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Wednesday, February 11, 2009

AI and Robots: Hybrid Video Display of Visible and Infrared Might Help Search and Rescue

A recent article in New Scientist discussed a research project performed at Brigham Young University where the effect of combining visible light and infrared on real-time video footage in Wilderness Search and Rescue was evaluated.

The research project was directed by Dr. Bryan Morse (who is also one of my committee members) and implemented by Nathan Rasmussen (a friend of mine, who successfully received his MS from this project and graduated in 2009). It is one of the many projects in the WiSAR research group at BYU that works on how to use mini-UAVs (Unmanned Aerial Vehicles) to support Wilderness Search and Rescue. The picture on the right shows Nathan throw-launching a UAV in a field trial at Elberta, Utah.

This research focuses on the human-robot interaction aspect and try to determine which method of display works better for human operators: displaying visible light video side by side with infrared video, or combine both in a hybrid display.

The UAV used in the experiments can already carry both a visual spectrum camera and an infrared camera (BTW: very expensive). Visible light video footage can be useful in spotting objects of unnatural/irregular shapes and colors (top view). Infrared light video footage, on the other hand, can be helpful in detecting objects with distinct heat signatures that are different from surrounding environments (especially early mornings, evenings, and nights, or in cold weathers where heat signatures are more distinct).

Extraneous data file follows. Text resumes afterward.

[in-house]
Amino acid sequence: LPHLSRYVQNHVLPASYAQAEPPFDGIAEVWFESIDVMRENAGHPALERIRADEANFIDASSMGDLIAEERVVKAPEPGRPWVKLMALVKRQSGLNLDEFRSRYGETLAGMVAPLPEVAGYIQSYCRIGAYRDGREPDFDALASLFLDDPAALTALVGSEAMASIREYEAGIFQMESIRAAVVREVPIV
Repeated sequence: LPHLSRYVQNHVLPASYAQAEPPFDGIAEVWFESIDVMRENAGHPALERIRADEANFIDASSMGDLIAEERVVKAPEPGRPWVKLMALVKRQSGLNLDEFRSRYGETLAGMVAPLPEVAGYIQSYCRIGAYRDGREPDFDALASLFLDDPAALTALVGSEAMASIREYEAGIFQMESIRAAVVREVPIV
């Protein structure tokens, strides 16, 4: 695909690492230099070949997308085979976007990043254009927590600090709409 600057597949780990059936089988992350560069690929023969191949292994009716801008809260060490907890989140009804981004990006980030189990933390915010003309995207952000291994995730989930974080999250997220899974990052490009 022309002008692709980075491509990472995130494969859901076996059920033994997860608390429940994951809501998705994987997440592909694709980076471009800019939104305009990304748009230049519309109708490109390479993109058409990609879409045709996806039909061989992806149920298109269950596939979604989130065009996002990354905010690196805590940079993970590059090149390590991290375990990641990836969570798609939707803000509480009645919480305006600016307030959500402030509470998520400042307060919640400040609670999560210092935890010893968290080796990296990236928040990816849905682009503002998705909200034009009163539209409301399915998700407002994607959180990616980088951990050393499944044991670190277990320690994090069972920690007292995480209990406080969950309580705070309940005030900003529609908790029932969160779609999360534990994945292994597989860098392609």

In order to align footage from both sensors, a calibration grid was created with black wires on a white background. To allow the infrared camera to "see" the grid, an electricity current was sent down the wires to heat them up. An algorithm is then used to align the vertices of the two grids to compensate for the slightly different viewing angle.
Once the hybrid view was possible, a user study was performed where students were used as test subjects to watch UAV videos in both methods and tried to identify suspicious objects while listening to audio signals (counting beeping sounds as a secondary task in order to measure mental workload). I happen to be one of the test subjects, and my hard work earned me some delicious chocolates.

Experiment results show that people who viewed the hybrid display performed much better in the secondary task of counting beeps. This suggests that the hybrid video is easier to interpret (requiring less mental work) and would allow the searcher to focus more on identifying objects from the fast moving video stream.

The research was presented at the Applications of Computer Vision conference in Snowbird, Utah, in December 2009. If you are interested in more details about this research, you can read Nathan's thesis (warning: 22.4MB).

Picture of the Day:

Beautiful dusk sunshine mountain view from my house!